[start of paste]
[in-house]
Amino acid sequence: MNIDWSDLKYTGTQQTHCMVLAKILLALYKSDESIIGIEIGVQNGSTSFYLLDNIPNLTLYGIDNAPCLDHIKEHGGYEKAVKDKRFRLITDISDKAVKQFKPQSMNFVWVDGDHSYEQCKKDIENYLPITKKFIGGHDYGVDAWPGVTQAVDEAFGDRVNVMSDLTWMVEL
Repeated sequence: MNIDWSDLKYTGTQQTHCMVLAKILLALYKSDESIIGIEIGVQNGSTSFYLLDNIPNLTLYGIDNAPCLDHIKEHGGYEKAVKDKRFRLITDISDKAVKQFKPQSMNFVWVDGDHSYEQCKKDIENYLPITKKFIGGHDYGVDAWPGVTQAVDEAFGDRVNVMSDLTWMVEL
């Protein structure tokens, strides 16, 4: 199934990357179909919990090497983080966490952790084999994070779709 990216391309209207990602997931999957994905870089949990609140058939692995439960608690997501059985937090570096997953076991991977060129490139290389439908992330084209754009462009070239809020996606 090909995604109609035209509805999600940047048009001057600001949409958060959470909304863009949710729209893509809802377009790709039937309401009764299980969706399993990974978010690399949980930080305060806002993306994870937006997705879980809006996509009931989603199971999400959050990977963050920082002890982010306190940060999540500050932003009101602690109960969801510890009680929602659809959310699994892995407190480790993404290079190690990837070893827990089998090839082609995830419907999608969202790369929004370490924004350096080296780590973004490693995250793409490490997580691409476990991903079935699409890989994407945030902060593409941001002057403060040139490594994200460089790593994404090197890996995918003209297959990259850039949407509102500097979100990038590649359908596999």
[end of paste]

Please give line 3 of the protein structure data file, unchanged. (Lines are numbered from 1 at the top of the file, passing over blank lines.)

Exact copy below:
Repeated sequence: MNIDWSDLKYTGTQQTHCMVLAKILLALYKSDESIIGIEIGVQNGSTSFYLLDNIPNLTLYGIDNAPCLDHIKEHGGYEKAVKDKRFRLITDISDKAVKQFKPQSMNFVWVDGDHSYEQCKKDIENYLPITKKFIGGHDYGVDAWPGVTQAVDEAFGDRVNVMSDLTWMVEL